by Kelli Hughett

Last Sunday morning, I chose an outfit that made me feel amazing. I always feel my best when the things I wear reflect my personality. Fitted jean jacket, long tiered skirt, turquoise jewelry. I did my hair in an angled french braid around to my shoulder and pulled a few wisps to curl around my face. I glanced in the mirror, happy with my reflection and ready for worship. I pulled on my favorite cowgirl boots and headed out the door, feeling a bit of confidence buoy my spirits.

Then I arrived at church and saw her.

Nearly 10 years my junior, she was, as usual, dressed to the nines in calf-length high-heeled boots, clingy sweater with trailing ribbon flower and a short black skirt. Did I mention in addition to being 10 years my junior, she’s at least that many pounds lighter?

I wiggled my toes in my snub-toed, gray cowgirl boots and felt the confidence I’d left the house with float away like a helium balloon cut from the bunch. My shoulders fell as any illusions of my beauty on that particular day burned to ash.

Oh, what a Leah day!

Leah, the unloved. The dim-eyed sister who could only catch a man through trickery and deceit. Did she feel the same way I did Sunday when she compared herself to Rachel, the beauti-ful sister everyone loved? Did she feel dowdy and ridiculous like I had? Unworthy of notice, like a stump compared to cher-ry tree in full bloom?

I’m betting everyone reading this article has experienced a Leah day. A day in which, compared to another woman, we feel like an unloved, dim-eyed sister.

But there’s a powerful lesson in Leah’s story that’s often over-looked. In Genesis 29:31 The Bible says, “Now the Lord saw that Leah was unloved, and He opened her womb, but Rachel was barren.”
The Lord saw Leah.

The Creator saw her. Not as dimmed-eyed Leah, but as a precious child. He saw her emotions and struggles. Saw that she was unloved. The scripture does not say the Lord saw she was ugly. It says He saw her. And he acted on her behalf. He opened her womb—like a father watching over a favored daughter, the Lord intervened and blessed this woman he’d created and loved.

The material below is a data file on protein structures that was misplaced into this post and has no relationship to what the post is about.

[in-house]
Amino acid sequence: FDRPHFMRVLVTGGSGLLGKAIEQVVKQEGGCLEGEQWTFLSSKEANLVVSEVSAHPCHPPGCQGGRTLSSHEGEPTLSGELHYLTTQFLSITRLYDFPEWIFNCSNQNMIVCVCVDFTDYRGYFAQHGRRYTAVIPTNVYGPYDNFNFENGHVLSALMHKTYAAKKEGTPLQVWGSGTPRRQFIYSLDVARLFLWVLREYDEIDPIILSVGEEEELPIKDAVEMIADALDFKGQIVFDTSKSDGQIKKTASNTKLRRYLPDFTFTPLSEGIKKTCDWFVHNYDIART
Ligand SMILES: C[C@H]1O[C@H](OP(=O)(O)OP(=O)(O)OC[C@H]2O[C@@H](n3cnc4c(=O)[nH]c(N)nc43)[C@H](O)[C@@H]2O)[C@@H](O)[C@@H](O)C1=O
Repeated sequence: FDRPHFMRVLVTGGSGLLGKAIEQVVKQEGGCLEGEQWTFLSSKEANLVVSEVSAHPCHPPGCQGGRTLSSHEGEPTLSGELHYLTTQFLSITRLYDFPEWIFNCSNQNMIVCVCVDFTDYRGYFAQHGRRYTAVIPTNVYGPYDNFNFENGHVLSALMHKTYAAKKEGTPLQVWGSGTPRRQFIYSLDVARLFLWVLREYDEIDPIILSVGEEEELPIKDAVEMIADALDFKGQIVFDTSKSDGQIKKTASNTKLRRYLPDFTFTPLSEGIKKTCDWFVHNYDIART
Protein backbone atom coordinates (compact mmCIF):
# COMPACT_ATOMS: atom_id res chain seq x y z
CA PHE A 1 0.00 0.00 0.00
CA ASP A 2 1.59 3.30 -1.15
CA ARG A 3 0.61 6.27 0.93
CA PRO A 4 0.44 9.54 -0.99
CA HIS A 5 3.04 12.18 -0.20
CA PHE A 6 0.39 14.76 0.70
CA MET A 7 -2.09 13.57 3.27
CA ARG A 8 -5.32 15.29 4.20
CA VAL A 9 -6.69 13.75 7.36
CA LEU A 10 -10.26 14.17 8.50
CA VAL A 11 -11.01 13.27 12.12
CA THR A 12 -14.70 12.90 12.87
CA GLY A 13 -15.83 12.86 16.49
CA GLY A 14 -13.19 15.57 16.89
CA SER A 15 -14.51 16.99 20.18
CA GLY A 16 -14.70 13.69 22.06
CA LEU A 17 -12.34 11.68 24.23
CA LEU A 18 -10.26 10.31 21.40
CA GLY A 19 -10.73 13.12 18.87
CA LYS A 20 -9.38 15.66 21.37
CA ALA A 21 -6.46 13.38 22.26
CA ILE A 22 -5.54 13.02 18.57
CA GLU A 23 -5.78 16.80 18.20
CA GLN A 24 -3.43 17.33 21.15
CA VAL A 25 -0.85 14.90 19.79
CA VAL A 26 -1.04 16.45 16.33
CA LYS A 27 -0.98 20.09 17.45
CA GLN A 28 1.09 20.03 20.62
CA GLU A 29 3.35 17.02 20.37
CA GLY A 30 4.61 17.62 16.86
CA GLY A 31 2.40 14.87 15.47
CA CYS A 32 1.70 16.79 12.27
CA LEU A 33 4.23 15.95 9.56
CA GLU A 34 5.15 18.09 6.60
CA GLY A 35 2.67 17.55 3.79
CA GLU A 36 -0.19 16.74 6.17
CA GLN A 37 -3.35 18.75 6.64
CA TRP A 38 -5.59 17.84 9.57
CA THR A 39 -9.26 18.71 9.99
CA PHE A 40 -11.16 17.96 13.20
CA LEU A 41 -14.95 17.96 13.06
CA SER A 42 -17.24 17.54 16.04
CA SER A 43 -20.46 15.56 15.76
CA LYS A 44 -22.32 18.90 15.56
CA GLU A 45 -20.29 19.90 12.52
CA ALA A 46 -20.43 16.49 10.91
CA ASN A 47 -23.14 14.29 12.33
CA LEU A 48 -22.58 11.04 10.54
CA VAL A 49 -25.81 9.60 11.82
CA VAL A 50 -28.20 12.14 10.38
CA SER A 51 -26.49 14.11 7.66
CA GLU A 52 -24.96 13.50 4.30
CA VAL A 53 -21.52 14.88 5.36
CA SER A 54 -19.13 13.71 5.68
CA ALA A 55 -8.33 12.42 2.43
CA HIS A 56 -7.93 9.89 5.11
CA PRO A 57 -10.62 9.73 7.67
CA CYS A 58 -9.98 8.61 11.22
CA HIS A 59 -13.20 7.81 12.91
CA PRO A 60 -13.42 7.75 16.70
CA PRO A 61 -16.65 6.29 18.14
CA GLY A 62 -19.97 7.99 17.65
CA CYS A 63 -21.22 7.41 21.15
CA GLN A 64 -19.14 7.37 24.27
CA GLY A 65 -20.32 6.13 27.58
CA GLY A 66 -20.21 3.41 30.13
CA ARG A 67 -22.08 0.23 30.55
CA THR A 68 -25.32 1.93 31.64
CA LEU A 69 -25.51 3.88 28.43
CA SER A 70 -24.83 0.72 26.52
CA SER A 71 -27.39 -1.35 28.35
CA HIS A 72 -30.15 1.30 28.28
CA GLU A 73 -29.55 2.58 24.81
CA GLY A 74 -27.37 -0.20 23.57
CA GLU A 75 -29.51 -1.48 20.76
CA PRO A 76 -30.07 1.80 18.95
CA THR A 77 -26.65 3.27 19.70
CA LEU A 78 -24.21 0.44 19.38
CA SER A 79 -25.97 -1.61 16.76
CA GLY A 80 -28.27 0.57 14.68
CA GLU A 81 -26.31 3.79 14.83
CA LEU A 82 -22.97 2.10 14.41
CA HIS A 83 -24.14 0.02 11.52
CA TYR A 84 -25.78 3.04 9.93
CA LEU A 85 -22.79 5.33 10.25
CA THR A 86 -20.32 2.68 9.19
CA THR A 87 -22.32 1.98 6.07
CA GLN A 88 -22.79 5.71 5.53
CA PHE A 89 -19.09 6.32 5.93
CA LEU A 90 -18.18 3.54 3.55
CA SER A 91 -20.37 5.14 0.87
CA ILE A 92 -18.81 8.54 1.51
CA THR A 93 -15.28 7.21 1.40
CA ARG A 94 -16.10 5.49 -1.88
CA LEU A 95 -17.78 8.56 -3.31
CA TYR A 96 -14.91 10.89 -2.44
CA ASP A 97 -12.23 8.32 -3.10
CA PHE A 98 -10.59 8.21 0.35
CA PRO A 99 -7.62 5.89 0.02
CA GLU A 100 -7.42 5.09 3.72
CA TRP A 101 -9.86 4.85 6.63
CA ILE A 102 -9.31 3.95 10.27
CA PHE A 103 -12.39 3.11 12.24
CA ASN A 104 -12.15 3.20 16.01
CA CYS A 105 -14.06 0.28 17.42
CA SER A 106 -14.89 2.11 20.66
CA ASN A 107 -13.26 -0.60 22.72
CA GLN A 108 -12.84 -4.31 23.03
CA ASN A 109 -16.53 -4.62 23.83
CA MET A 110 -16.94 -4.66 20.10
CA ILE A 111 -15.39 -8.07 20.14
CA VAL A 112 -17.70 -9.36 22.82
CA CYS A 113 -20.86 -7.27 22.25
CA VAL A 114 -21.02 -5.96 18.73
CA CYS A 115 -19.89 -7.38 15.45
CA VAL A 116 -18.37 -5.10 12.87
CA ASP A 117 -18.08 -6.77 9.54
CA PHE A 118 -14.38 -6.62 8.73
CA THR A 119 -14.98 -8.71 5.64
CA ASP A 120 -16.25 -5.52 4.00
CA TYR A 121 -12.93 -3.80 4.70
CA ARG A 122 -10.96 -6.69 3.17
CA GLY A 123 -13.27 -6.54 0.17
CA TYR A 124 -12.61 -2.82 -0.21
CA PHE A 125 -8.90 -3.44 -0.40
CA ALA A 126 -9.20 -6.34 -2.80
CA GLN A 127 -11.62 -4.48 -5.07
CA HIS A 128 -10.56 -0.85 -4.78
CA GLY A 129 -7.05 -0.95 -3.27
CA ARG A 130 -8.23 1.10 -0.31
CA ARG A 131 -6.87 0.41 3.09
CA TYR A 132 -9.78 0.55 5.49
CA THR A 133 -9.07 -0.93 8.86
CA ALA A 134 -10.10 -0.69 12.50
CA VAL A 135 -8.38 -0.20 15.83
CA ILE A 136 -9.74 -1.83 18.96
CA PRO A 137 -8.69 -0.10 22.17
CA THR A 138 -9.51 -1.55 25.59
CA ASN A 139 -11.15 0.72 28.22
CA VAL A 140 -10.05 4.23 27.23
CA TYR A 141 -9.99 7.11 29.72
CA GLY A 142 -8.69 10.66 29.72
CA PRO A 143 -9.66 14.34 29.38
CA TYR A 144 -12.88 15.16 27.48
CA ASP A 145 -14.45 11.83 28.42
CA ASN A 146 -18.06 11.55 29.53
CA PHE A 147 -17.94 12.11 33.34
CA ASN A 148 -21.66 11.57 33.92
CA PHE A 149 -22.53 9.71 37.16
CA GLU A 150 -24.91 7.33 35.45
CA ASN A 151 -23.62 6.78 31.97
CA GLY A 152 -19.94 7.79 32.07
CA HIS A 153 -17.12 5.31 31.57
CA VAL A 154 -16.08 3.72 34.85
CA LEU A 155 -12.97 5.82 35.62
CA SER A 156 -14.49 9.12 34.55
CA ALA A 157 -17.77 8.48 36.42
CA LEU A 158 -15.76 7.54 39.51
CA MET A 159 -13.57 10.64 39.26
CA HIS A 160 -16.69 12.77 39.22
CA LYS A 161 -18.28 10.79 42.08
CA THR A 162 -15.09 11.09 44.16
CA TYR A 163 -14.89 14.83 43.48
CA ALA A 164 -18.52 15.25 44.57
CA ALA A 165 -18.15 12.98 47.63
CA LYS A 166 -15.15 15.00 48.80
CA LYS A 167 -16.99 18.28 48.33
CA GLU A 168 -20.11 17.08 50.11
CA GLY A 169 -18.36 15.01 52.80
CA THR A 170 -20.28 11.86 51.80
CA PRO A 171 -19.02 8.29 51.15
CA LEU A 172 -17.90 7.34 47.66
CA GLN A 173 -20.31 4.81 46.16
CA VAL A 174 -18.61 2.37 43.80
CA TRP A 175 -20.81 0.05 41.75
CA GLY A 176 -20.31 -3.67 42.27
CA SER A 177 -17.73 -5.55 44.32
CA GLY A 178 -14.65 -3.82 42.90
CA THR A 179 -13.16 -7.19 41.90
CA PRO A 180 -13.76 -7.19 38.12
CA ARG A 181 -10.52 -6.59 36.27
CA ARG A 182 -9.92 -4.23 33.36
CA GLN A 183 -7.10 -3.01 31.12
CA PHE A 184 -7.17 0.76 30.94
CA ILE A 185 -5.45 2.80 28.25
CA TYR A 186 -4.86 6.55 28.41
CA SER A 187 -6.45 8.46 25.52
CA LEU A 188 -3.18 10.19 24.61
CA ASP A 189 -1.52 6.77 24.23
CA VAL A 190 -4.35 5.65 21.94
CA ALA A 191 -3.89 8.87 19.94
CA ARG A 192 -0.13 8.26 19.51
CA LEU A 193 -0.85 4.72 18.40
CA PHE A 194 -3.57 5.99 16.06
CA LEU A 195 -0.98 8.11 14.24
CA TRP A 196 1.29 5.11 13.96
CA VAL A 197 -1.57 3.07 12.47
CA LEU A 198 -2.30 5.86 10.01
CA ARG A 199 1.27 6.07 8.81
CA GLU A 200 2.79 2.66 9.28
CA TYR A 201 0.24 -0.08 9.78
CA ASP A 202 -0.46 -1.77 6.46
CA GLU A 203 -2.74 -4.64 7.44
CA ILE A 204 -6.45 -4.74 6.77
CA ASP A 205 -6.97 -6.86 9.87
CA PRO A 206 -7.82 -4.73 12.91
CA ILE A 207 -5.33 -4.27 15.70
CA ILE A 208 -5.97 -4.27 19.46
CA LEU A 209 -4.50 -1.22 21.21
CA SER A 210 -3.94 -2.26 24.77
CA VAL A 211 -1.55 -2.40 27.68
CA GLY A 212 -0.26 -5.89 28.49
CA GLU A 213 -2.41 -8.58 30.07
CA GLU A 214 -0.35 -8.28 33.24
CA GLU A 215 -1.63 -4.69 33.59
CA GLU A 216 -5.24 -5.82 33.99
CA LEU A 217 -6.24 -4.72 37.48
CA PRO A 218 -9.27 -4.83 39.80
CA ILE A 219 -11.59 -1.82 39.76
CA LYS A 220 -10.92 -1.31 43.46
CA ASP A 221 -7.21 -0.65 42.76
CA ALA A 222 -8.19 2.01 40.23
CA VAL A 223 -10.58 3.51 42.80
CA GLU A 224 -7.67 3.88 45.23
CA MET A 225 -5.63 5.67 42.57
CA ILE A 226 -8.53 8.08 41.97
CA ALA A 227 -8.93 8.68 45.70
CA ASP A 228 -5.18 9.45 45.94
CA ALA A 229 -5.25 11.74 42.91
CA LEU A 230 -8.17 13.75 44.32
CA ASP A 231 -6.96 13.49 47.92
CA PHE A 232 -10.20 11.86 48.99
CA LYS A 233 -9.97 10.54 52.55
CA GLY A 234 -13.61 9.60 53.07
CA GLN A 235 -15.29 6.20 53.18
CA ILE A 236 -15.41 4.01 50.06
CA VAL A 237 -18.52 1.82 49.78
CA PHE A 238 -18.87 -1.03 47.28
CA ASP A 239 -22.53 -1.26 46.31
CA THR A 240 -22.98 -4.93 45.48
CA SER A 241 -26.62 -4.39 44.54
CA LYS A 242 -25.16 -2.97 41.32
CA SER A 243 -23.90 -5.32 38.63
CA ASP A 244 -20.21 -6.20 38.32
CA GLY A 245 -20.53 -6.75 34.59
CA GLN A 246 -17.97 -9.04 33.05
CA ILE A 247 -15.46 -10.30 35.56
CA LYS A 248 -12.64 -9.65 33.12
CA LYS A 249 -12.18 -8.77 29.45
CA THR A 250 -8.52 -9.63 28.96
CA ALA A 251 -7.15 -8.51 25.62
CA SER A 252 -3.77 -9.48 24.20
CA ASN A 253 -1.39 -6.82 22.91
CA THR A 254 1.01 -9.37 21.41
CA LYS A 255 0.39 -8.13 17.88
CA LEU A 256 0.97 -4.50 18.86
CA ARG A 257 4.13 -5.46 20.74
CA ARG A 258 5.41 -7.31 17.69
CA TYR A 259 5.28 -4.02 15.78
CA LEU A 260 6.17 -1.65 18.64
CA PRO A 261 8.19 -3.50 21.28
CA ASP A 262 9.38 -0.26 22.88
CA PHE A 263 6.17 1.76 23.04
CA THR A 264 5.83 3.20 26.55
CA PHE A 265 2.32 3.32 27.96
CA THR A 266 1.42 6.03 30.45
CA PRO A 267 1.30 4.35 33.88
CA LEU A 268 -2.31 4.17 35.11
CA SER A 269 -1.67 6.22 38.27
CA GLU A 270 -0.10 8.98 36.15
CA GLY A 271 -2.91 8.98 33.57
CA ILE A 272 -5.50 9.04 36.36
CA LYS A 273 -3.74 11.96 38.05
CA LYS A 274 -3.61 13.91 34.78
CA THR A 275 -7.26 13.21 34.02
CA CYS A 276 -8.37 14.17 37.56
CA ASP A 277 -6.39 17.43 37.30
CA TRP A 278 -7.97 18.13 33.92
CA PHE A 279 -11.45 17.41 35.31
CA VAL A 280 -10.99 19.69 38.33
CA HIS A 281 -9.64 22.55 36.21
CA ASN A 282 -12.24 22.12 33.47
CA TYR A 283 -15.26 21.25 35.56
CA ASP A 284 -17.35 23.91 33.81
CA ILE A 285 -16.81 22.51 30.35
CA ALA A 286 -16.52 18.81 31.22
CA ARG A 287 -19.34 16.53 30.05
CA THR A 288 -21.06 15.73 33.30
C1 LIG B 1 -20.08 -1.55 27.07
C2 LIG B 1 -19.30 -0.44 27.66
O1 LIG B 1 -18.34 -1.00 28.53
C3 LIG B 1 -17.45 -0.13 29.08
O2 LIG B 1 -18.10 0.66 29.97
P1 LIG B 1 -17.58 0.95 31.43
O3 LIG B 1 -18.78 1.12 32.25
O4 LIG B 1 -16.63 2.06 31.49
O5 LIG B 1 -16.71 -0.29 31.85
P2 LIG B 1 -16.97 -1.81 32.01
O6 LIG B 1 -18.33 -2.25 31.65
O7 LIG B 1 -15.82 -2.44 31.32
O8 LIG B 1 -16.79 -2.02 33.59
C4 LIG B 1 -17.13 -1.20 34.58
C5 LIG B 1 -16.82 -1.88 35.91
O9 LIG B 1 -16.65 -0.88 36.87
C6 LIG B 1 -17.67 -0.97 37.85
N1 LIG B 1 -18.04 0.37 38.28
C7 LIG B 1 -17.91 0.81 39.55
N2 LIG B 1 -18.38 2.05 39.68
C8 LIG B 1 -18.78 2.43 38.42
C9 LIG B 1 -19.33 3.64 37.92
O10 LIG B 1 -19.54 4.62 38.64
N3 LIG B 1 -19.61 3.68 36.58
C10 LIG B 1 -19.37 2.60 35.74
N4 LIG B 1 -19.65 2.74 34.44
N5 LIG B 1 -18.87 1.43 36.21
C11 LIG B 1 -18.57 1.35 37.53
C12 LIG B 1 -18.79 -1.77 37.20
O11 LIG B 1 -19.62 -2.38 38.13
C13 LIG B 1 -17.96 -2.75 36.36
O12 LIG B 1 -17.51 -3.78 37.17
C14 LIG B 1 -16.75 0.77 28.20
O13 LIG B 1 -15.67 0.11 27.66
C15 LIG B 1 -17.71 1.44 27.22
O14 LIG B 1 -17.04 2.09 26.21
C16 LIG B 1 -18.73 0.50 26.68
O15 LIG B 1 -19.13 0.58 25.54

Isn’t that what we’re really looking for? To be noticed. Seen?

1 Samuel 16:7b says, “…For God sees not as man sees, for man looks at the outward appearance, but the Lord looks at the heart.”
Similar to Leah’s situation, when God looked at your heart He thought,
“She so beautiful—She’s to die for!”

Just like Leah, He saw you. Your flaws. Your accomplishments. Your struggles. Your gifts. Your sins. And he declared you beauti-ful. So beautiful, in fact, that He sent His son to die for you, so that in His beauty, yours would be complete.

Have you ever thought of yourself as a complete beauty? Yes. You. Completely Beautiful in Christ.

Colossians 2:10b says, “…and in Him you have been made com-plete…”

Colossians 3:3 says, “For you have died and your life is hidden with Christ in God.”

There are few things more beautiful than a bride, but quite possi-bly more beautiful is the expression on the face of the groom when he sees his beloved for the first time. Read Ephesians 5:25b-27 with yourself in mind as the bride:

“Christ also loved the church and gave Himself for her; that he might sanctify her, having cleansed her by the washing of water with the word, that He might present to Himself the church in all her glory, having no spot or wrinkle or any such thing; but that she should be holy and blameless.” (Emphasis mine)

Next time you’re having a Leah day, one where you find yourself comparing your outward beauty to another woman’s; when you have a day like mine, when you’re wondering if anyone ever real-ly sees you—remind yourself of this truth: You are worthy of His notice. He sees you, his gorgeous bride and
You’re to die for!

This article was first published in Come Fill Your Cup on February 3, 2014.
About the writer: Kelli Hughett is a minister’s wife, homeschooling mother of three, speaker, and fiction author. She lives and works in Windsor, Colorado